This Dinky Alfa Romeo really looks pretty amazing on its rather basic package. The layout is simple, and colors are very limited due to printing technology at the time. Even the effort required just to change the name and model number was something of a pain in those days. One odd touch is that the car is mounted so high on the card, something you don’t see today.

Husky, an early attempt at 1/64 models by Corgi, also featured simple, not terribly colorful blister cards. This fire engine is unique in that someone got a little creative and added the silhouette of the cherry picker as if it were rising from the vehicle itself. But most featured identical base art to keep costs low. Another neat thing… if you see this era of Husky card, there is often a hole punched in the circle where the price is located, like on the fire engine. Presumably, that happened when a store wanted to charge a different price.

hot wheels blister cardBut then along came Hot Wheels! Brightly colored, dynamic graphics, a custom cut shape, and even a bonus in the blister in the form of the collectors button. (Note the off-center hole punch, arranged to allow the asymmetrically weighted card to hang level.) Not only were the free wheeling cars revolutionary, but the Hot Wheels blister cards themselves created a stir with consumers – and with other toy companies.

matchbox superfast blister cardCompetitors responded quickly. Matchbox began retooling their cars as the SuperFast series, with similar speedy wheels and wilder designs on their new cars. The packaging moved to blister cards, though the art was not quite as exciting as what Mattel was offering. Hedging their bets, Matchbox still included the traditional box inside the blister as a bonus. In fact, many of their cars were still available right in the box, same as always, as if the company saw this new fangled packaging as a fad. The combination of old versus new wheels, and different packaging options has created a colossal number of variants for collectors.

johnny lightning blister cardJohnny Lightning was a new startup from Topper Toys in 1969. Thematically, they represented the closest competition to Hot Wheels, with cars ranging from crazy fantasy designs to mild customs, all built for speed. The packaging had a chaotic, exciting design to match. Curiously enough, they had to make a design modification early on… the “BEATS THEM ALL” tagline ran into a legal challenge, as it could not be proven that JL cars could indeed do that. It was modified to “BEAT THEM ALL” to imply possibility, not fact.

johnny lightning jet power blister cardA later line of JL cars, the Jet Power series, featured their own bespoke card design, with a very energetic illustration of one of the cars in action. Sadly, these new cars underperformed the promise of the packaging and were a flop. More sadly, Topper ended the entire Johnny Lightning line (and just about everything else) after only three years due to company wide financial difficulties.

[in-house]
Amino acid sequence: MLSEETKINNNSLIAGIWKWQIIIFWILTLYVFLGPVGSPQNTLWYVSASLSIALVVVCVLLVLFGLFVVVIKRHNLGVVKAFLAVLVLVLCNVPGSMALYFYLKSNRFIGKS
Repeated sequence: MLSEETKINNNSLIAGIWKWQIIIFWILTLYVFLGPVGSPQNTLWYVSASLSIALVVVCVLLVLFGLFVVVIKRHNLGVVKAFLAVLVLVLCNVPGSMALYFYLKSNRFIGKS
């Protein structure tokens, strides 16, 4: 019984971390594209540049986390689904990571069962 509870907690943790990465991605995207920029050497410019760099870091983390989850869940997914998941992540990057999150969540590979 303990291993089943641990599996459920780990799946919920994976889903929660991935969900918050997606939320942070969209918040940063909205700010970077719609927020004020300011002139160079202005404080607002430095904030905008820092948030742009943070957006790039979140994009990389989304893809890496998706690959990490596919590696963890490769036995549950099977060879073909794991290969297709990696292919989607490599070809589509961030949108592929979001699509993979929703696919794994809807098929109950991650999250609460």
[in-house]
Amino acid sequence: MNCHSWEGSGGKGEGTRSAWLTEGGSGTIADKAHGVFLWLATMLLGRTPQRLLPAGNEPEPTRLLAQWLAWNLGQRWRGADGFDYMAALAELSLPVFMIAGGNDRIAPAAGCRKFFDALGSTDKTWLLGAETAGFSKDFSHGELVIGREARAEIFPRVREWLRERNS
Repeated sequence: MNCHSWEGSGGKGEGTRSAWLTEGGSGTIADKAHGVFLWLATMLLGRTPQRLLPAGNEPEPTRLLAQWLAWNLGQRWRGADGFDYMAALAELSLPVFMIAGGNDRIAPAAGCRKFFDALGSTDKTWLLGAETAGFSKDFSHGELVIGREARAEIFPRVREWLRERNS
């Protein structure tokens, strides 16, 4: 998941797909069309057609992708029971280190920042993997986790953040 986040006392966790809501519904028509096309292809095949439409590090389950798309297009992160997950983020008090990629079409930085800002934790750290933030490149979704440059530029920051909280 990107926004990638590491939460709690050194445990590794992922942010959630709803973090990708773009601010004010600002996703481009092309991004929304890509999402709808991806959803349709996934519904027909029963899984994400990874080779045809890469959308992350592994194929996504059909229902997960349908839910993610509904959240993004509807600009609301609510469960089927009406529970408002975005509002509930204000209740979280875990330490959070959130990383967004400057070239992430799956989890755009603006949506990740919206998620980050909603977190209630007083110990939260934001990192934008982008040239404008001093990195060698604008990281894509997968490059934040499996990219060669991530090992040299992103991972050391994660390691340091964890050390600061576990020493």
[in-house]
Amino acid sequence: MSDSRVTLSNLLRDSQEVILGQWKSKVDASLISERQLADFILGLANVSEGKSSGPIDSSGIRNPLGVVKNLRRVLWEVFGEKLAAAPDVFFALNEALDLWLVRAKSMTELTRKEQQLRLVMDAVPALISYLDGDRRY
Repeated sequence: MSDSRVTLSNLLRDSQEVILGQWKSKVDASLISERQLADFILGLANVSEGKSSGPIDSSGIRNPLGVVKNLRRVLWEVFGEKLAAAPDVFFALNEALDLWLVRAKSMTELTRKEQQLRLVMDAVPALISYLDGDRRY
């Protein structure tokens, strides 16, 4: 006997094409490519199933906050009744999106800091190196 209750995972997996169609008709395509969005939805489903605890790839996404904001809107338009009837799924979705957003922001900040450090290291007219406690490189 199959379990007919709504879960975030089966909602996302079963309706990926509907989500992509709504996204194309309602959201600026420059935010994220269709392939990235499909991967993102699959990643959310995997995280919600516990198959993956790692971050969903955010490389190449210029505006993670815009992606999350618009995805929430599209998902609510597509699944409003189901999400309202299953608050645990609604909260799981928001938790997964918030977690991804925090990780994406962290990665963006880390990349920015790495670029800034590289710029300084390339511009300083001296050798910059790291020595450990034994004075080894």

corgi rockets blister cardCorgi tried to compete in the high speed 1/64 market with their Rockets series. Note the two hole configuration on the card, requiring double pegs to hang the car from. The folks who stocked the stores couldn’t have been happy about that. Cool graphics, fast cars, but no match for the Hot Wheels marketing behemoth, at least in that scale. Corgi remains a major force in diecast, but wisely decided to focus more on their main market of 1/43 and larger cars.

tomy tomica blister cardTomy (Tomica) had a lot of fun with their packaging as well. Their Pocket Cars series was printed on a card that looked like denim, complete with stitching and buttons. Such designs really stood out from the pack and looked impressive together on the pegs at the stores. Many of their later series like the Series 60 also had playful graphics.

woolworth peelers zee toys pacesettersMinor brands like the Woolworth’s /Woolco Peelers cars saw the benefit of an exciting package, even if the vehicles themselves were a notch below in quality from the big brands. Or consider what Zee Toys was doing with this Pacesetters blister, mounting the car in a position to go along with the lines of the graphics.

It’s hard to say where modern diecast packaging would be today without the influence of Otto Kuhni’s designs for Hot Wheels, but it’s safe to guess playtime would be little less exciting (also read Otto’s Diecast Hall of Fame Obituary). If you have a favorite diecast blister design, let us know about it in the comments!

Comments (9 Comments)
Joschik

I think that Hot Wheels has recently upped the game with card designs such as the one from the Japan Historics Series like this Toyota 2000 GT.